The larger statement that Paul is saying in 1 Corinthians 12 is that the community of believers all have gifts given to them by the Spirit which are meant to function as a part of the body and he is trying to emphasize that each part is important. With that he is also saying that each part has a function and if it were to be the only thing we emphasized the body wouldn’t function like it is supposed to. (well that is my short hand summary)

I think this also has an important connection to what Paul says in Ephesians 4:11-13 when he writes:

So Christ himself gave the apostles, the prophets, the evangelists, the pastors and teachers, to equip his people for works of service, so that the body of Christ may be built up until we all reach unity in the faith and in the knowledge of the Son of God and become mature, attaining to the whole measure of the fullness of Christ. (New International Version)

Each one of us has been given a gift with a specific purpose to help the Body of Christ be what it is designed by God to be. But I often wonder if we actually function this way or if Paul’s words to the churches in Corinth and Ephesus still need to be heard by us today.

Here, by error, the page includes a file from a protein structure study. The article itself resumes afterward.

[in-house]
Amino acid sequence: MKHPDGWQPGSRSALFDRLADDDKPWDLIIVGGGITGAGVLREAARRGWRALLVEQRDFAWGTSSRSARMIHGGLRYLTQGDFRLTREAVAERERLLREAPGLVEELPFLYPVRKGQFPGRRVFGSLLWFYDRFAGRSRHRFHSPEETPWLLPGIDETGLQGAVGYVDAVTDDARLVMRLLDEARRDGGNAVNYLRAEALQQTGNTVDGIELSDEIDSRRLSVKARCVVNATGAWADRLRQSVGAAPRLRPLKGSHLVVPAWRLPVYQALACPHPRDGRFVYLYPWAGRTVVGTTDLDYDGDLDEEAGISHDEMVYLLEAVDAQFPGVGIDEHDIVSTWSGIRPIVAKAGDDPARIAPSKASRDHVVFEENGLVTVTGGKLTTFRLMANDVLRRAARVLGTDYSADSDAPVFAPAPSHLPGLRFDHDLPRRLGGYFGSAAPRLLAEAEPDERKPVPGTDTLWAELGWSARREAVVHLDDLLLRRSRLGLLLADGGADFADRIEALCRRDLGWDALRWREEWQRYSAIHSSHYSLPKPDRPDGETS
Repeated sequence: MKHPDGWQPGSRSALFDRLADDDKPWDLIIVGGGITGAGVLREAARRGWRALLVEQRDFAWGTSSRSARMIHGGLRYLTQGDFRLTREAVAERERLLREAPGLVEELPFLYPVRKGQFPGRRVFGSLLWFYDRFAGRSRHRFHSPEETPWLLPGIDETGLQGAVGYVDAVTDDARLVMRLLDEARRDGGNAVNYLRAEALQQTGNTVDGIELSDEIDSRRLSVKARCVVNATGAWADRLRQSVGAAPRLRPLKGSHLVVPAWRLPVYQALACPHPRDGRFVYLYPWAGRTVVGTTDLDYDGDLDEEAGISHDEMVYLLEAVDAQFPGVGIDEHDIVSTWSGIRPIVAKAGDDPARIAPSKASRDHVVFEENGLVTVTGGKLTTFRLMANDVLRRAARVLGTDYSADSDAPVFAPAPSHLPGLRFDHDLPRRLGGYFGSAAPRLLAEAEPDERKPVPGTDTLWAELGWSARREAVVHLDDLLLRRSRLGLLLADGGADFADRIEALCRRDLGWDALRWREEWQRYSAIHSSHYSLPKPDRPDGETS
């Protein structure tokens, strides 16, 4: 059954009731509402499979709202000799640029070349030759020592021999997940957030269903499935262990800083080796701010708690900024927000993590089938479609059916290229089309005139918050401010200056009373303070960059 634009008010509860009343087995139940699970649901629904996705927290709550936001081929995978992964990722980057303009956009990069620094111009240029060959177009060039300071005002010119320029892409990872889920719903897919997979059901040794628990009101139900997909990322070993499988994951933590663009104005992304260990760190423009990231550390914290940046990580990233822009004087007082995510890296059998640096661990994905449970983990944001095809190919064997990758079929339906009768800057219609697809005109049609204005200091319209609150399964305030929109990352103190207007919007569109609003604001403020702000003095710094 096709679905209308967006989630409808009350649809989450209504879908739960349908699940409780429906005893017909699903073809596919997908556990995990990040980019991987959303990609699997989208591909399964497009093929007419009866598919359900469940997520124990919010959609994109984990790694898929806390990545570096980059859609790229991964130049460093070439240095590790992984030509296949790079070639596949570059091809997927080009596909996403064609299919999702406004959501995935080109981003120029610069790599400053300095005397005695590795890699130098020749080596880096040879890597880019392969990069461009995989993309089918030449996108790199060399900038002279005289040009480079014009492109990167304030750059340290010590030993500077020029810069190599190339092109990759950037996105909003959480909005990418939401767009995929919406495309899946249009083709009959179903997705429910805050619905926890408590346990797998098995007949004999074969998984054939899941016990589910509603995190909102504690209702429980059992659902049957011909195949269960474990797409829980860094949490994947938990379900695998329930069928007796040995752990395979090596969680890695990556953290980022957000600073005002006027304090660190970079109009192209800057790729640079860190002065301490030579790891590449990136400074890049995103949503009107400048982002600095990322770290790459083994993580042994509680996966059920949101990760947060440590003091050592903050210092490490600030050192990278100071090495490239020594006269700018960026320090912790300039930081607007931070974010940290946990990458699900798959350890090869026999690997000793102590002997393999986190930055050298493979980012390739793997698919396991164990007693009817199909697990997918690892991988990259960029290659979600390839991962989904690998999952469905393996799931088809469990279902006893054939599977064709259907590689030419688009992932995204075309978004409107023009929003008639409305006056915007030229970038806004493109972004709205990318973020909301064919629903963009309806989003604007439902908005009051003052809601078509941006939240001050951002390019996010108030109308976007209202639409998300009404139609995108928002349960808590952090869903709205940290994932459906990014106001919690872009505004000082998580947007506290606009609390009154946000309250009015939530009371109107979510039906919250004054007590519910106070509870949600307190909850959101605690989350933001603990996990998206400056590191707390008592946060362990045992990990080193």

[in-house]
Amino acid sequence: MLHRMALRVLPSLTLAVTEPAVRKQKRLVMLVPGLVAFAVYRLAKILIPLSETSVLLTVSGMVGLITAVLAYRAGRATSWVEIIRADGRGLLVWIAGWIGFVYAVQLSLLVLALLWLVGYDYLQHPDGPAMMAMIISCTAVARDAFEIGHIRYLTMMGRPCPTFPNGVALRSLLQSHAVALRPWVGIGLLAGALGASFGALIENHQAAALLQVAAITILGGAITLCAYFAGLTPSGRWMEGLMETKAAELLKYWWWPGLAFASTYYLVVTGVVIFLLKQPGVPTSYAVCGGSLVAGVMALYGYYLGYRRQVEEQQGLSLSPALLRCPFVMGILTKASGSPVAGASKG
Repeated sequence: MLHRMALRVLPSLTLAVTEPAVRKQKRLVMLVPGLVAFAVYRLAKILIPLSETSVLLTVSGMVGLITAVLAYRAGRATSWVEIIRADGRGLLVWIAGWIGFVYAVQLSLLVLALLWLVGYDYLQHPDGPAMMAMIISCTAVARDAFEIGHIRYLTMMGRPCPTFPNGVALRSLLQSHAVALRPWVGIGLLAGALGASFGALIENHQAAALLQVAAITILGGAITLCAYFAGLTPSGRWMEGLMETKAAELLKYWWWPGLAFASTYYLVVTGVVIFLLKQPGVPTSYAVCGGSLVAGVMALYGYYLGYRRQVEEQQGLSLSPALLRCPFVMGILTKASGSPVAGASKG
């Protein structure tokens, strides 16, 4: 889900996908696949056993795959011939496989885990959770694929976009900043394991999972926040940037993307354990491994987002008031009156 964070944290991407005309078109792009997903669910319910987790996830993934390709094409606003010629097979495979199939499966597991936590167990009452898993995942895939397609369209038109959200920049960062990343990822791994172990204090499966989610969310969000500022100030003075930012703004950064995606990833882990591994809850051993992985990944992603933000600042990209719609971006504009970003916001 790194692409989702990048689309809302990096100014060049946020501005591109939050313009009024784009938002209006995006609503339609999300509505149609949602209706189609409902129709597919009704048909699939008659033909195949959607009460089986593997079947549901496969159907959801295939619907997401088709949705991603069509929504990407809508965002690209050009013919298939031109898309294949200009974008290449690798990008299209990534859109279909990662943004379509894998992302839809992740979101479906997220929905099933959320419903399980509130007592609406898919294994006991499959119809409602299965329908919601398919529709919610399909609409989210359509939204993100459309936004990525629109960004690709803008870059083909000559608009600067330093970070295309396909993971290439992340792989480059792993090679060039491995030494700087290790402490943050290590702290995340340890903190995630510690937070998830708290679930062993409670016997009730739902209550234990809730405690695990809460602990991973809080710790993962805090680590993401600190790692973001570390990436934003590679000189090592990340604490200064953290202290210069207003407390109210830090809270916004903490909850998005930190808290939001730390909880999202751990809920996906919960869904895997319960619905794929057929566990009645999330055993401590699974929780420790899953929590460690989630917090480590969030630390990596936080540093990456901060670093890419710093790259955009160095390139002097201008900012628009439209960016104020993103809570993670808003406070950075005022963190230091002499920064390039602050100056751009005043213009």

Think about it. How often does my wife’s situation and misuse of a connector happen in our churches with leaders and their place in the church? How often do we see a need for something (say sunday school teachers, committee members, lay leaders) and we just try to find someone who is willing? They may be willing and so it looks like it fits. By all appearances it looks like it will work, but then it doesn’t. It may not be obvious (like it was when my wife was getting a blue screen) but it ends up with either no one being taught, nothing getting done, or just plain frustration by the individual and those they are in service to or with.